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Evelin Gutierrez started her career in bids and proposals in 2018 as a marketing intern for Burns & McDonnell during her senior year at California State University, Long Beach, while working on her bachelor’s degree in English. During the internship, she shadowed and supported proposal managers at the organization, getting a firsthand view into the proposal process and all the work that goes into it.
“Seeing all the moving parts involved during a proposal is what attracted me to this profession,” Gutierrez says. “I loved showing my creative side by creating graphics and layouts, learning about the different AEC industries, writing strategically for different clients and working in a collaborative setting with my teams.”
Now, Gutierrez gets to do this full-time as a proposal coordinator at Burns & McDonnell. And though she’s only been part of this industry for two years, she’s already passionate about her profession and dedicated to sharing her journey with up-and-coming professionals and college students who may be interested in this career path.
“There were so many students in my college professional writing program who had the interests and skills but were lost in their career search,” she says. “There were students with communications, English, graphic design and business degrees with no direction. These are the kind of students who could benefit from learning about the proposal profession.”
Participating in her university’s professional writing certificate program was how Gutierrez was introduced to the field. She took a proposal writing class as a requirement for the program, yet even after taking that course, she didn’t know there was an entire profession tied to proposals. It wasn’t until she started applying for internships that she noticed this, as those were the ones that caught her attention. She hasn’t looked back since then.
“I can honestly say that I am never bored. There is always something new to learn in your first and second year of being in this profession,” she says. “I am learning how to manage different kinds of people during the proposal process and how to hone my writing for a business setting. I enjoy learning about all the services and clients we serve.”
In addition to her day to day at work, Gutierrez is active within APMP. Within her chapter, she participated in a panel during last year’s APMP California Annual Training Day that discussed the multiple generations involved in proposals, and she was a mentee as part of the California chapter’s professional development program. Gutierrez also presented at APMP’s Winning Business Virtual Experience, alongside Burns & McDonnell intern Sara Pool, on ways to introduce college students to the bid and proposal profession (the session received an APMP Palm Award), and she is sharing her passion for this topic as a member of the APMP Intentional Career Path (ICP) Committee.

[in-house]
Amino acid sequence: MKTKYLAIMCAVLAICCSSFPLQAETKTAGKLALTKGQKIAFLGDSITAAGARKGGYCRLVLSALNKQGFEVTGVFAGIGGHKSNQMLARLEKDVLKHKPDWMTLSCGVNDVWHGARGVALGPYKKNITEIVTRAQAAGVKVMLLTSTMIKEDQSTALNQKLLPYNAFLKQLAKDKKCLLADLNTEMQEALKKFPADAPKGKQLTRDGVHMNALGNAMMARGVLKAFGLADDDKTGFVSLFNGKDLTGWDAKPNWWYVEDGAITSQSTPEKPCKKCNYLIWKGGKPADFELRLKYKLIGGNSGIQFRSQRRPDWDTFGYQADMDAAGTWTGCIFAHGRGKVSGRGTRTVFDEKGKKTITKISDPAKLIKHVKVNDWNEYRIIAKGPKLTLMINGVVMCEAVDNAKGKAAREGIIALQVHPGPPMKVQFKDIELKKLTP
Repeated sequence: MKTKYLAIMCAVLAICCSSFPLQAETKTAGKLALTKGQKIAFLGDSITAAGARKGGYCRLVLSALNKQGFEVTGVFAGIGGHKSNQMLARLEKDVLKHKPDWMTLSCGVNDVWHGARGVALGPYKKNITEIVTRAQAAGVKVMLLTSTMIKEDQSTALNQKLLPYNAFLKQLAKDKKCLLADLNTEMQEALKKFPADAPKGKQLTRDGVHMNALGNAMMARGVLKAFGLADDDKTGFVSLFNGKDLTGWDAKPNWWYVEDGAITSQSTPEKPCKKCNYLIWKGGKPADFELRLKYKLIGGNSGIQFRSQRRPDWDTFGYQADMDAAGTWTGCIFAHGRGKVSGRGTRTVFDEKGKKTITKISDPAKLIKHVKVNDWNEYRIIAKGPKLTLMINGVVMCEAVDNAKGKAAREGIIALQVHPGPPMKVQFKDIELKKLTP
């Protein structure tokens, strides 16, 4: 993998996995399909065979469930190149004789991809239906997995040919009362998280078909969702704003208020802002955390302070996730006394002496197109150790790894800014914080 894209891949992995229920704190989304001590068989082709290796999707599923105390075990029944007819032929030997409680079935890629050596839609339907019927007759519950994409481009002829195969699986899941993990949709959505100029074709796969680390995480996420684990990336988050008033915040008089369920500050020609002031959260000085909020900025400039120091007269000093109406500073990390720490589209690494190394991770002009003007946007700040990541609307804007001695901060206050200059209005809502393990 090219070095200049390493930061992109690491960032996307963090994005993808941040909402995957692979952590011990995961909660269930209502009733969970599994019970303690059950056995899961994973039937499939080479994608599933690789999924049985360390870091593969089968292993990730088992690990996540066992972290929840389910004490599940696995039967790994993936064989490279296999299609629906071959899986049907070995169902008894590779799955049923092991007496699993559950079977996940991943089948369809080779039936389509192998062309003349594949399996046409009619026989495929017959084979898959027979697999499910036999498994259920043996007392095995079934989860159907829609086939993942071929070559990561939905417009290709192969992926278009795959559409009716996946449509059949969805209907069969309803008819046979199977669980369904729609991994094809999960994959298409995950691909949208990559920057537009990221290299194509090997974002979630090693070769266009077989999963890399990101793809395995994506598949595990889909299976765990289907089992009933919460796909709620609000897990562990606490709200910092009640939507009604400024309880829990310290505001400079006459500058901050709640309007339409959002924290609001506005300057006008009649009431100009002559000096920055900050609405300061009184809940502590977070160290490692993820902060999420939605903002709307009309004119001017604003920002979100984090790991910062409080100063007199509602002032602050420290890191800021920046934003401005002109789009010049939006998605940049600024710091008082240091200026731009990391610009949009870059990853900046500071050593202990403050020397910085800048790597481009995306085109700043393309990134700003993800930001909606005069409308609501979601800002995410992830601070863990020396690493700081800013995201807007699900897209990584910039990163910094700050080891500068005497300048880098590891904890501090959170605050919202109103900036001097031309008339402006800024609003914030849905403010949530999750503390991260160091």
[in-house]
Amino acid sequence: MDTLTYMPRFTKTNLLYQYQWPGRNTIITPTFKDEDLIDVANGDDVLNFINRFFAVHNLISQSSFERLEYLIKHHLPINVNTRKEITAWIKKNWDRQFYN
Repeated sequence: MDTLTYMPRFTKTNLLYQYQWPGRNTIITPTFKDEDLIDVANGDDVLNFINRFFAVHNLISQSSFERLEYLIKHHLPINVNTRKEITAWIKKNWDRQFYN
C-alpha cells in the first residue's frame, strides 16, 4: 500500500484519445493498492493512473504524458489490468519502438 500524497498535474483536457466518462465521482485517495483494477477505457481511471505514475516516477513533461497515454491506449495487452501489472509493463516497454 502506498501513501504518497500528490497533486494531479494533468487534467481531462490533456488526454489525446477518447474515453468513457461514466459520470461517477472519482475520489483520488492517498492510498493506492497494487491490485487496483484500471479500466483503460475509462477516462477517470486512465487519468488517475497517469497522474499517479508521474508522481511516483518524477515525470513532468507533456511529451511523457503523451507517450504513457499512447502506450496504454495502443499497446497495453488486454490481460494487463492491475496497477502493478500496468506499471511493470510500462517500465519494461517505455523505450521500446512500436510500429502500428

“This committee is important because we are spreading awareness about a profession that can potentially change someone’s life,” Gutierrez says. “As someone who was lucky to have found this profession right out of college, I thought I could bring valuable insight on how to attract college students. My motivations are also directly aligned with the committee’s overall goal: to spread the word about the proposal profession and to make it an intentional career path.”
When it comes to advice for college students and new professionals who are considering their career paths, Gutierrez says to start by reflecting on your interests and strengths.
“Do you find interest in creatively and strategically relaying a message through graphics and writing? Do you work well and collaboratively with others? Can you stay organized while juggling multiple parts of a proposal, such as gathering info from your team and outside parties, all while compiling your work to create the proposal itself?” she says. “Those are just a few things a proposal professional might do, but if it is something you are interested in learning, then this may be the career path for you. There is a lot involved in the proposal process, but it is what I find the most fascinating, like completing a puzzle. The end product is rewarding when you see all the work you and your team put into creating it.”
This article is the second in a series exploring the APMP Intentional Career Path (ICP) Committee’s initiatives, as well as the efforts of APMP chapters, that are working toward making the bid and proposal profession an intentional career path. Read the first article: Making Bid and Proposal Management an Intentional Career Path.